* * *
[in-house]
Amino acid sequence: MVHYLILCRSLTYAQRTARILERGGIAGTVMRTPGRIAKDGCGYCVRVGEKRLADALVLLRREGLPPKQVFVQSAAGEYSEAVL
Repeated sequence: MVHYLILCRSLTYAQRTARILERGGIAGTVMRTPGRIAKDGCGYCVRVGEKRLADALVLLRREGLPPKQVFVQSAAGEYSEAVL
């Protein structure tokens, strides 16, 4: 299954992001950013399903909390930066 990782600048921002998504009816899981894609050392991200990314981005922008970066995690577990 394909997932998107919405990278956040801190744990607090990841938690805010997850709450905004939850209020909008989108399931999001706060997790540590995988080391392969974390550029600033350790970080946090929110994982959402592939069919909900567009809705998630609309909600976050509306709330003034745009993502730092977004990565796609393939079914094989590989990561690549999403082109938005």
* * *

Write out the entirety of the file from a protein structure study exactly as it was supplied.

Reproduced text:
[in-house]
Amino acid sequence: MVHYLILCRSLTYAQRTARILERGGIAGTVMRTPGRIAKDGCGYCVRVGEKRLADALVLLRREGLPPKQVFVQSAAGEYSEAVL
Repeated sequence: MVHYLILCRSLTYAQRTARILERGGIAGTVMRTPGRIAKDGCGYCVRVGEKRLADALVLLRREGLPPKQVFVQSAAGEYSEAVL
């Protein structure tokens, strides 16, 4: 299954992001950013399903909390930066 990782600048921002998504009816899981894609050392991200990314981005922008970066995690577990 394909997932998107919405990278956040801190744990607090990841938690805010997850709450905004939850209020909008989108399931999001706060997790540590995988080391392969974390550029600033350790970080946090929110994982959402592939069919909900567009809705998630609309909600976050509306709330003034745009993502730092977004990565796609393939079914094989590989990561690549999403082109938005």